Who Will Be NYC’s Next Transpo Committee Chair?

Now that Michael Bloomberg, Bill de Blasio, John Liu, and the City Council have been sworn in, attention turns to speaker Christine Quinn’s choices to head legislative committees. For New Yorkers who care about street safety and sustainable transportation, the big question is who will run the City Council transportation committee.

vacca_garodnick.jpgJames Vacca, left, and Daniel Garodnick are rumored to be in the running for transportation committee chair.

Committee chairs can set the agenda in more ways than one, acting as gatekeepers for pending bills and commanding bully pulpits that focus public attention on city agencies. The power of the transportation chair was quite apparent last year, when John Liu held up a committee vote on the Bicycle Access Bill, casting its future in doubt.

The bill’s ultimate passage was a big step forward for the council on sustainable transportation. But the city’s legislative agenda can still get clogged up with counterproductive items like the parking "grace period" which the council passed in December. Will the next transpo chair spend time and energy trying to score cheap points with car owners, or will New Yorkers get a leader who puts safety and livability at the top of the agenda?

"Historically, the transportation committee has been overly sensitive to
New York’s minority of motorists," Transportation Alternatives director Paul White told Streetsblog. "We really need someone who
understands New York’s supermajority of transit riders, walkers, and,
increasingly, cyclists."

The next transportation committee chair could, for instance, move legislation requiring NYPD to release traffic safety data to the public every month, the same way it releases crime data. "We still don’t get that information until several months or even years down the road," said White. With a sizable slate of bus, bike, and pedestrian projects on tap, the next chair could also rally support within the council for allocating street space to more sustainable modes.

According to a Daily News report, Quinn is expected to choose committee chairs
toward the end of the month, and Bronx council member James Vacca is on
the short list for the transportation committee. Vacca was one of
the leading proponents of the parking grace period bill
. The lone opponent of that bill, Manhattan rep Daniel Garodnick, has also signaled interest in the position, sources tell Streetsblog. Garodnick was among 19 local elected officials who last month urged DOT and the MTA to implement a bold BRT design for First and Second Avenues, incorporating separated lanes for both buses and bikes.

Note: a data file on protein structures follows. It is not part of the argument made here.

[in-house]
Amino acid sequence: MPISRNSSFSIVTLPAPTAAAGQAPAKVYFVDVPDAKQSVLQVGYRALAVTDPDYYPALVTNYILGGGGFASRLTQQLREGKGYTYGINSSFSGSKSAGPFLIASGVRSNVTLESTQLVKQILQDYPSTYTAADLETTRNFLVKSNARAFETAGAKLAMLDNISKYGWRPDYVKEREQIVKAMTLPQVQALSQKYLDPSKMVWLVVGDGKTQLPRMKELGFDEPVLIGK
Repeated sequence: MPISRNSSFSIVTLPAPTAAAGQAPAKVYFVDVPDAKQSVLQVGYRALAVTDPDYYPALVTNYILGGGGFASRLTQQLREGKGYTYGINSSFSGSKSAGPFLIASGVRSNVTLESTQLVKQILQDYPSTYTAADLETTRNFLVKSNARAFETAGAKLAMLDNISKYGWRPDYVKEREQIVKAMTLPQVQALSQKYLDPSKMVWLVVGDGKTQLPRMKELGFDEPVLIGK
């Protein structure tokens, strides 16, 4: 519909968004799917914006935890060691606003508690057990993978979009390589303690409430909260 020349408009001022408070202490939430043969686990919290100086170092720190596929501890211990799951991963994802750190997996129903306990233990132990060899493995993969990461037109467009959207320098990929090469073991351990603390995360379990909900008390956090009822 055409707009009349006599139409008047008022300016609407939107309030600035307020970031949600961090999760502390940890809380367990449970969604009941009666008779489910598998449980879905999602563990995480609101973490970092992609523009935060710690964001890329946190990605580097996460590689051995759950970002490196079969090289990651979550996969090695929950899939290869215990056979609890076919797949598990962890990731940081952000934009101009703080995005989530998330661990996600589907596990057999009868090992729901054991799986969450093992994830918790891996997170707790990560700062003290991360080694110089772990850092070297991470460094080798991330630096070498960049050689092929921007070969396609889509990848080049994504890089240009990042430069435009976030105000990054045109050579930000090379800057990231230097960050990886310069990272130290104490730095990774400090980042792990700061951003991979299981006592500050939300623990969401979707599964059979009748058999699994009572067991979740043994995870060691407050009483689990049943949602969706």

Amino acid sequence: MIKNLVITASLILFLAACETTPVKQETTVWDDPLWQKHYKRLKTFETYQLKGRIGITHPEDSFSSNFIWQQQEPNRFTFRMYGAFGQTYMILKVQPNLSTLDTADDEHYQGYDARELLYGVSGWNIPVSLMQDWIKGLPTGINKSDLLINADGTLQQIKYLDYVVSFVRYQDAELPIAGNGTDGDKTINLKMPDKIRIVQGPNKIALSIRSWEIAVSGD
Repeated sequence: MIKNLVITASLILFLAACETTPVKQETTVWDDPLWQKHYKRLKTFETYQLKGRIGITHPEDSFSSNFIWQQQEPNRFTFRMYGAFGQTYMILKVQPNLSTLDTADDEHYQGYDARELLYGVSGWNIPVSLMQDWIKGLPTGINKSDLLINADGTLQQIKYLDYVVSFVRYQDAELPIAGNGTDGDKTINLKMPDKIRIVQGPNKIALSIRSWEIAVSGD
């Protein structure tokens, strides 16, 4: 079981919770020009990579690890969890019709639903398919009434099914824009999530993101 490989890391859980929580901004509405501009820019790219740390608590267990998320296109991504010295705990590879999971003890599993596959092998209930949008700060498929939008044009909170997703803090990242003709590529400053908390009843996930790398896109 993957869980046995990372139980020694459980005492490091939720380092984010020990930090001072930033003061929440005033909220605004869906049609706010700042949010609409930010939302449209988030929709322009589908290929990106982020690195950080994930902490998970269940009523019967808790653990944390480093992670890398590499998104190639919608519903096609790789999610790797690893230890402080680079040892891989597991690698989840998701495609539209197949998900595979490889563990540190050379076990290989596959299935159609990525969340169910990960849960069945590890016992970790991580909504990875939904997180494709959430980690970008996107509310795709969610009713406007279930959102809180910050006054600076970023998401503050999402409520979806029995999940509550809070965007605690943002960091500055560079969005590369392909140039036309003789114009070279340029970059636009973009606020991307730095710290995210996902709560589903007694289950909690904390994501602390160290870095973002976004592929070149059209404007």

• Garodnick is a great council member for my part of his district in addition to being very good on transportation/streets issues. If he wants the job I sure hope he gets it.

  • CM Garodnick is really great to work with and has a great staff that are knowledgeable about a wide range of transportation issues.

  • NM

    I’m pulling for Garodnick too and just dropped a note to Quinn at this link: http://council.nyc.gov/d3/html/members/home.shtml.

  • BTW, in terms of importance, Transportation is one of the most frequent items that the public calls the City Council about.


  • Glenn, but how many of those calls are about Alternate Side Parking? Since I’ve subscribed, 90% of the 311NYC Twitter posts are about ASP, so obviously there’s a demand for that information. Maybe some people just like calling their councilmember’s office to find out.

    Update: I called my councilmember just now, and the receptionist had to put me on hold to find out and ask a driver because she wasn’t a driver herself. The answer BTW is yes, ASP is in effect tomorrow.

  • Oh, I bet you are right that’s a big chunk. But it just goes to show that Transportation is a top area of interest, even if it is mundane inquiries…

  • Niccolo Machiavelli

    Practical politics being what it is my money is on Jimmy Vacca based on the recent skirmish over the Kingsbridge Armory Christine Quinn needs the Bronx politicians to secure her on position as Speaker going forward. That counts way more than positions on issues.

  • Thanks, all. I’ve posted an analysis of the candidates. Garodnick would be the best choice, of course. But if we have to go with someone from the Bronx, and Majority Leader Rivera isn’t going to be demoted, then Koppell or Seabrook would be better than Vacca. Let’s just hope it doesn’t turn out to be Helen Foster.

  • Thanks, Cap’n Transit. That was a good read…

  • I wrote the following:
    Dear Speaker Quinn,
    Mass transit and livable streets in NYC go hand-in-hand. News that you are interested in selecting car-friendly James Vacca over transit-friendly Dan Garodnick to head the Transportation Committee is not only a bad choice for the future of responsible economic growth of our city, but also for the affordability and safety of the city’s residents. PlaNYC calls for increasing traffic and pedestrian safety, and increasing mass transit and making our streets safer is a co-requisite. Appointing Mr. Vacca would be a mistake and as one of nearly five million daily transit riders and bikers, I urge you to strongly consider Mr. Garodnick instead to head the Transportation Committee.

  • Westsider

    Dan Garodnick is clearly the best choice! I hope Quinn makes the right decision.


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